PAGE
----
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09/28/2010

Avoiding Homework Hassle: Turning Off the TV and Hitting the Books without Argument

Back to school can mean long nights of homework hassle for parents and students. Homework, however, does not have to be a time of great stress for families according to Dr. Paula Kramer, chair and professor of occupational therapy at University of the Sciences in Philadelphia. Dr. Kramer suggests that establishing a routine for homework is the best way to strengthen behavior and avoid conflict.

“Homework is a necessary part of childhood, education, and a critical aspect of development for future productive behaviors,” said Dr. Kramer. “By creating a daily schedule, which involves designated time for homework and studying, children will begin to see homework as a responsibility, just like going to work is for parents.”

Dr. Kramer suggests the following tips to help avoid arguments over turning off the television and hitting the books:

  • Come to an understanding with the student that homework is a necessity. Teach them that homework is something that has to be done on a daily basis.
  • Communicate with the teachers and find out how much time the student is expected to devote to homework each night. Discuss this expectation so the child has an understanding of the average time they will need to devote to homework each night. Setting expectations and time limits will make the child more productive.
  • Allow for active playtime before homework. If the child does not have an afterschool activity such as a sport or dance class, provide 45 minutes to an hour for the child to engage in active behavior prior to homework. The physical activity will help the child burn off energy, settle the nervous system, and refocus mentally for homework.  
  • Create a designated area for homework and studying. Depending upon the child, this could mean setting up a desk space in a bedroom away from family members or clearing off the kitchen table within view of the parent. The important thing to remember is to keep the homework locale consistent, quiet, and free from distractions.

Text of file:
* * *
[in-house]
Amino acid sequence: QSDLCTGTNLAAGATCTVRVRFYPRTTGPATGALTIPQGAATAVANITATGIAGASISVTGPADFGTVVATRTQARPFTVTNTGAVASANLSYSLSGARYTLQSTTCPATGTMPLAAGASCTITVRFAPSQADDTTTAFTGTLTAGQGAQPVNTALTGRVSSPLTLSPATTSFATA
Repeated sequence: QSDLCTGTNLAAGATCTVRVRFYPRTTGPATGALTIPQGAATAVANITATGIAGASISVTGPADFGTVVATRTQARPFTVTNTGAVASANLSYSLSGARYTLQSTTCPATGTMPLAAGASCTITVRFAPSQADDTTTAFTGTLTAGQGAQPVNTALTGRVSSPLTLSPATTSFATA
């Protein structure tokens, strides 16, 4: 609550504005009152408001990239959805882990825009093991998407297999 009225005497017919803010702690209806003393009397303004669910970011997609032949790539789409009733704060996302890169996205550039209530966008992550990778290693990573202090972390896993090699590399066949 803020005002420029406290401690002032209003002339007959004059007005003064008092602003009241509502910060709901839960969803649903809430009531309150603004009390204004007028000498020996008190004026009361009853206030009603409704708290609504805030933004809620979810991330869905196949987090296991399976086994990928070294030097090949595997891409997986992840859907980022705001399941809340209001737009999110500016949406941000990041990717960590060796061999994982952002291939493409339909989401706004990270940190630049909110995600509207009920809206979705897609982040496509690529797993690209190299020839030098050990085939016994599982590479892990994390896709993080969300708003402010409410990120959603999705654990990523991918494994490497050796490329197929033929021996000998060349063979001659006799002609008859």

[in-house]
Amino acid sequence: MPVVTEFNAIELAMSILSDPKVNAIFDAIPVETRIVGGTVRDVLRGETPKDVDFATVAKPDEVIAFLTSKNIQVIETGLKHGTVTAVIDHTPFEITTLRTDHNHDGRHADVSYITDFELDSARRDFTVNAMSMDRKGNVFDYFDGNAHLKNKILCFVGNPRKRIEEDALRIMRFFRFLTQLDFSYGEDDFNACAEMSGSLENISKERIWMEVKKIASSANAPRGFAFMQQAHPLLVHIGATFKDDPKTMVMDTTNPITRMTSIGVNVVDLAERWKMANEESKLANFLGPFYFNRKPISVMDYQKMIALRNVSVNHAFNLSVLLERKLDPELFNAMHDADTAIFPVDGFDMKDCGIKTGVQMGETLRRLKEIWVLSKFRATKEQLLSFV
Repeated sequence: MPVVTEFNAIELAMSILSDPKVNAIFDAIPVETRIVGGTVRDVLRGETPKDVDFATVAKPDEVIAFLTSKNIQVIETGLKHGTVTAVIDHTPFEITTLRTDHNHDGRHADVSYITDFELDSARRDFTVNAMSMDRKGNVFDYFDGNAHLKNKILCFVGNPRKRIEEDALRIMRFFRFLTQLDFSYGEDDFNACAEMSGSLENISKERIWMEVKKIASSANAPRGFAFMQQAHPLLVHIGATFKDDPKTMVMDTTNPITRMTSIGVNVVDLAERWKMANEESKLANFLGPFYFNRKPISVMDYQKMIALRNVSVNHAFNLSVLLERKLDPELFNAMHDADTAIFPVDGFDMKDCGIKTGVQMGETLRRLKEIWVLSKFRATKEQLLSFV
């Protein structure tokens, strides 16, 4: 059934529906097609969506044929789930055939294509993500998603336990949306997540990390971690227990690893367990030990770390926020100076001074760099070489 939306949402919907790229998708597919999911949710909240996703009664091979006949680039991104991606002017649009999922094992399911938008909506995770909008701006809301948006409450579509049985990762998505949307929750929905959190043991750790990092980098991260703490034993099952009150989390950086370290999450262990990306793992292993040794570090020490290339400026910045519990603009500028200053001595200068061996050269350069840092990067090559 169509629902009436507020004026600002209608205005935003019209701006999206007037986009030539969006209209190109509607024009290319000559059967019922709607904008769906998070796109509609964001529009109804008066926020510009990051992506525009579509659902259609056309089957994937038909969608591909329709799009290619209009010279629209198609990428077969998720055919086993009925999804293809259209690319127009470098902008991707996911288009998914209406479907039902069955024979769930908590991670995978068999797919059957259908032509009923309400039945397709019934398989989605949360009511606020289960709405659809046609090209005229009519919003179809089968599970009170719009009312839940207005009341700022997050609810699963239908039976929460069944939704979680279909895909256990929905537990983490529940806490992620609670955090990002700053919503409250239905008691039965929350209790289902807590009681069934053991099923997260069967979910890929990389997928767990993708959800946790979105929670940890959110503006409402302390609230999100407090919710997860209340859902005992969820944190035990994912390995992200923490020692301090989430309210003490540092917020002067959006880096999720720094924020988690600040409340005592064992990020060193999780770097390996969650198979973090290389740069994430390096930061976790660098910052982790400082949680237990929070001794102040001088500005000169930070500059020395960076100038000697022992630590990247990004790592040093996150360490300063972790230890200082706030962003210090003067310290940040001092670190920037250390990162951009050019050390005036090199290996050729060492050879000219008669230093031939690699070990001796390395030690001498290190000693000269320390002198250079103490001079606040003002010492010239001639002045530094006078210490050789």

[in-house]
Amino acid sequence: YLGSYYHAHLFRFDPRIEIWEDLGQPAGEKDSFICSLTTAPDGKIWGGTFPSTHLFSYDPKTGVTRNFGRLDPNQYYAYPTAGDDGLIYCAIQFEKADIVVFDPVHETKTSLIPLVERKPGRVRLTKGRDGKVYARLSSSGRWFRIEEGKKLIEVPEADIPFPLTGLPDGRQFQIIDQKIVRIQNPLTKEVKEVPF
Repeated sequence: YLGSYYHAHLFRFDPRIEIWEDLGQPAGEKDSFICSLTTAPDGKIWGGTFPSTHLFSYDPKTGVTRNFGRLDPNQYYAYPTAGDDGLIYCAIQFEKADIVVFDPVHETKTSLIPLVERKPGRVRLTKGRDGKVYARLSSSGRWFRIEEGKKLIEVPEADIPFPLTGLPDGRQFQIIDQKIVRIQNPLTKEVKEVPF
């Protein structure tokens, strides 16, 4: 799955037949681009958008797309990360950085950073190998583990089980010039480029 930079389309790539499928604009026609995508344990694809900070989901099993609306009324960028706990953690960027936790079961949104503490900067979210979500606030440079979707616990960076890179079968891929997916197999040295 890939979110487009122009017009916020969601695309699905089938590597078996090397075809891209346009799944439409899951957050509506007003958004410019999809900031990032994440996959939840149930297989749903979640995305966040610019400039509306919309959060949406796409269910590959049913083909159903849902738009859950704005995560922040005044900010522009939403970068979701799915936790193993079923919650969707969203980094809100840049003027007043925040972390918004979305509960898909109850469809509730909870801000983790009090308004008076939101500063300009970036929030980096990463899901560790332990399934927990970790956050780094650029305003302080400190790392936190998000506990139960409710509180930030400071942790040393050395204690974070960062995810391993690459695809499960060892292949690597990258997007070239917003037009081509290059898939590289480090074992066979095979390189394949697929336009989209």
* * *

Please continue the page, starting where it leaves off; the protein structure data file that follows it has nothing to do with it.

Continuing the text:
• Create charts to track homework progress. The chart will not only set a schedule that visibly shows that homework needs to be done every night, but will also allow the child to track progress. Rewards can be given for homework completed successfully a few nights in a row.    
  • Utilize positive reinforcement to encourage good homework and study habits. Positive reinforcement should be used to recognize accomplishments. Small rewards should be given for small tasks, such as a gold sticker on the homework chart for completing homework that week. Larger rewards should be given for larger accomplishments, such as choosing what the family has for dinner on Friday night for an “A” on a test.
  • Be a role model for the child. School can not teach everything. Responsibility for successful behavior also lies at home. Parents need to take an active role in their child’s education and should check in on the child during homework to make sure it is completed properly. Parents should also suggest and model behaviors that teach important life skills that make tasks more manageable. For example, initiate the creation of flash cards on Monday for a test that will need to be studied for on Thursday or set daily “goals” for the child so a project will be completed ahead of its due date. 

The field of occupational therapy focuses on helping people with physical, developmental, and behavioral disabilities participate effectively in meaningful and goal-directed activities. USciences recently received provisional approval to offer a doctor in occupational therapy (DrOT) degree that gives students the necessary cutting-edge knowledge and skills to make an impact on a broad range of patient problems. USciences’ DrOT puts students ahead of the game, setting them up to be leaders in the burgeoning occupational therapy field. Fore more information on USciences' DrOT degree, visit: http://www.usp.edu/academics/collegesDepts/ot.

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